Tuesday, November 13, 2007

The Haas Report

We traveled to Washington last Wednesday to attend the oral arguments for the critical case Haas vs. The Department of Veterans Affairs. The arguments were heard at the United States Court of Appeals for the Federal Circuit, in front of a panel of three Justices.

Presiding was Chief Circuit Judge Paul Michel, Circuit Judge Michael Bryson, and visiting Judge Jeremy Fogel of the United States District Court, Northern District of California. Michel was appointed to the Court in 1988 by President Reagan, and elevated to Chief Judge in December of 2006. Bryson was appointed to the Court in 1994 by President Clinton, and Fogel was appointed to the District Court by President Clinton and assumed his seat on the bench in 1998. Fogel is also a Lecturer at Stanford Law School.

Oral arguments at this level are structured thus: the appellant [the Department of Veterans Affairs [DVA] which was appealing the decision in Haas last August in the United States Court of Appeals for Veterans Claims] is given 15 minutes to argue their case. The respondent [the National Veterans Legal Services Program [NVLSP] on behalf of Jonathan Haas], is then given 15 minutes to respond. Finally, the appellant is given 5 minutes to counter any telling points scored by the respondent.

An attorney representing the Department of Veterans Affairs/United States Government, by the name of Hughes, began his argument and within 30 seconds, he was interrupted by Judge Michel, who began peppering him with questions. Bryson joined in, and for the next 32 minutes [the 15 minute time limit was waived by Judge Michel to allow the appellant to respond to the questions of the panel] Hughes danced his way through such issues as the right of the Department of Veterans Affairs to determine its own policy from the law, and to be the final arbiter of those interpretations, the definition of “in Vietnam”, and the issue of Non-Hodgkins Lymphoma [NHL], and its precedence of being a recognized Agent Orange disease prior to the Agent Orange Act of 1991, and was recognized as predominantly affecting Naval Veterans who served off shore.

NVLSP attorney Bart Stichman then gave the respondent argument for Haas, using his 15 minutes to carefully and methodically deliver a sound argument about the NHL issue in particular. Essentially, Stichman argued that since the DVA was paying Blue Water Navy sailors [BWN -- those who served off the coast of Vietnam but did not set foot on the ground, as the DVA now requires], prior to the Agent Orange Act of 1991, and is apparently still paying NHL victims who are BWN Veterans, and then had it included in the list of Agent Orange Diseases, that it violates the law of legislation to have 2 sets of criteria for a single law…that is, treating victims of one of the eleven official Agent Orange diseases [NHL] differently than the victims of the other ten diseases by requiring victims of the other ten to have “set foot on the ground in Vietnam”. NHL victims are NOT required to do so.

Stichman also got the Australian Study [which detailed how the dioxins from Agent Orange were introduced into the freshwater systems aboard ships offshore] introduced into the argument at the last minute. The study was introduced into the case earlier in an Amicus Brief filed by Navy Veteran and Attorney John Wells.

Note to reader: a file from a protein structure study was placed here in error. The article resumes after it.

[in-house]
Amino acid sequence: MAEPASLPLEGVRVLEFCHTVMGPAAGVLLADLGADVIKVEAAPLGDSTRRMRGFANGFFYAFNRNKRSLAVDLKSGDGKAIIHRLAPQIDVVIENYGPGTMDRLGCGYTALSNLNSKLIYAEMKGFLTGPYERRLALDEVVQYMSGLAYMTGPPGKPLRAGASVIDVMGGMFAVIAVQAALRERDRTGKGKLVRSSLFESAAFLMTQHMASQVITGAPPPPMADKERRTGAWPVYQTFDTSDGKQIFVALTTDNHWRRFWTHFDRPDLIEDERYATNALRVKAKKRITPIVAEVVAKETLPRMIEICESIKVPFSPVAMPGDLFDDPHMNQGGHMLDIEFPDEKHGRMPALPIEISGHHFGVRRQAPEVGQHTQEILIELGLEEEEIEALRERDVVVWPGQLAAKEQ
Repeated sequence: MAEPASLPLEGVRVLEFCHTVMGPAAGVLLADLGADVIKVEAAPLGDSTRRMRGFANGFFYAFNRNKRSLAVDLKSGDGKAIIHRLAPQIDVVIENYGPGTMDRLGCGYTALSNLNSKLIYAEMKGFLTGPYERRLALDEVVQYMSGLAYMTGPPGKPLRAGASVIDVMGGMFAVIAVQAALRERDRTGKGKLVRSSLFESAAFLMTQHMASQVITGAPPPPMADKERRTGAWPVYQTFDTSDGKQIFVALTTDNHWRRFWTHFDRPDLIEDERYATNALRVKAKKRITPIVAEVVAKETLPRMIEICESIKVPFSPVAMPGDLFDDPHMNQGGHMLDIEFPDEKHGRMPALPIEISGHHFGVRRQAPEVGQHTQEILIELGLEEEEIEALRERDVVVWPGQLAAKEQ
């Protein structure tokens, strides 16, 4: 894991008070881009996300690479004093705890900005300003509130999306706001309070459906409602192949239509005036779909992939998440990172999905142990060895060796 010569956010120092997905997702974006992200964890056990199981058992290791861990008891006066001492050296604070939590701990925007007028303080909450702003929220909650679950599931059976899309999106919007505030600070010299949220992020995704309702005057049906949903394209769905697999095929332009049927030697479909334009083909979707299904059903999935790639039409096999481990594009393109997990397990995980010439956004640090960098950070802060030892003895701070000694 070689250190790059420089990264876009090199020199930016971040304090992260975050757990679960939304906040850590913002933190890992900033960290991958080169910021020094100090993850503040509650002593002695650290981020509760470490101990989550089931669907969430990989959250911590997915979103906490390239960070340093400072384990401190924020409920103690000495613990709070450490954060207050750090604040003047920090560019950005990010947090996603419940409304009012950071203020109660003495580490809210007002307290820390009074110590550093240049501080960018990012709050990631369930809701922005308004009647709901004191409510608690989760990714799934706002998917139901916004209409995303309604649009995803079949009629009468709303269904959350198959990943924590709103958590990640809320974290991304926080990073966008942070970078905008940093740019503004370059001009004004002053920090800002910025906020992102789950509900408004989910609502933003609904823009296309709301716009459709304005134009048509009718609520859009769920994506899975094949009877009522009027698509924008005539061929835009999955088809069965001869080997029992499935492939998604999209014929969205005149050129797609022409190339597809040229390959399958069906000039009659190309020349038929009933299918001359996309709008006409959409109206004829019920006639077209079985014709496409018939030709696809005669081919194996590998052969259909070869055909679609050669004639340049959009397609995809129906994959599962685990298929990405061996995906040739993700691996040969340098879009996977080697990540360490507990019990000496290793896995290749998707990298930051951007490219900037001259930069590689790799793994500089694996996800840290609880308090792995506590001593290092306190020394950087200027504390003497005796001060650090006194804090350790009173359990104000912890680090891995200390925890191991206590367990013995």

In sharp contrast to the peppering of the DVA attorney, Stichman was stopped only a few times and did not require extra time.

The final 5 minutes allotted to DVA attorney Hughes was spent attempting to cast doubt on the Australian Study, claiming its science has never been validated [which of course flies in the face of logic and veracity considering Australia and New Zealand both pay their Blue Water Veterans because of the study!].

The general consensus of those we spoke with after the hearing was that it seemed very favorable to the Haas/BWN side, but no one could predict how the Justices would rule after considering the laws and precedents that had been cited in the case.

You can hear [and download] an MP3 file recording of the entire hearing at the United States Court of Appeals for the Federal Circuit. Go to this site and enter the Haas case docket number, 2007-7037, in the box labeled “Case Number”: http://www.cafc.uscourts.gov/oralarguments/ .

Regardless of the outcome of this case, all Blue Water Navy Veterans owe a huge debt of gratitude to Commander Jonathan Haas, who agreed to have his case be an exemplar, to the National Veterans Legal Services Program, who have so steadfastly and capably pursued this case through the system [and who wore Blue Water Navy Vietnam Veterans Association pins at the hearing!], and to Attorney John Wells, who filed the Amicus Brief introducing the Australian Study as evidence.

Fighting these battles builds to an enormous financial cost, and if at all possible, you should consider donating to the cause at both the NVLSP web site [click Donate], and by contacting John Wells at his website [click Contact] to make a donation. Lets give them the kind of hand that is most helpful and practical in this fight: money.


"With malice toward none; with charity for all; with firmness in the right, as God gives us to see the right, let us strive on to finish the work we are in; to bind up the nation's wounds; to care for him who shall have borne the battle, and for his widow, and his orphan--to do all which may achieve and cherish a just and lasting peace, among ourselves, and with all nations." -- President Abraham Lincoln

"Without a decisive naval force we can do nothing definitive, and with it, everything honorable and glorious." --President George Washington

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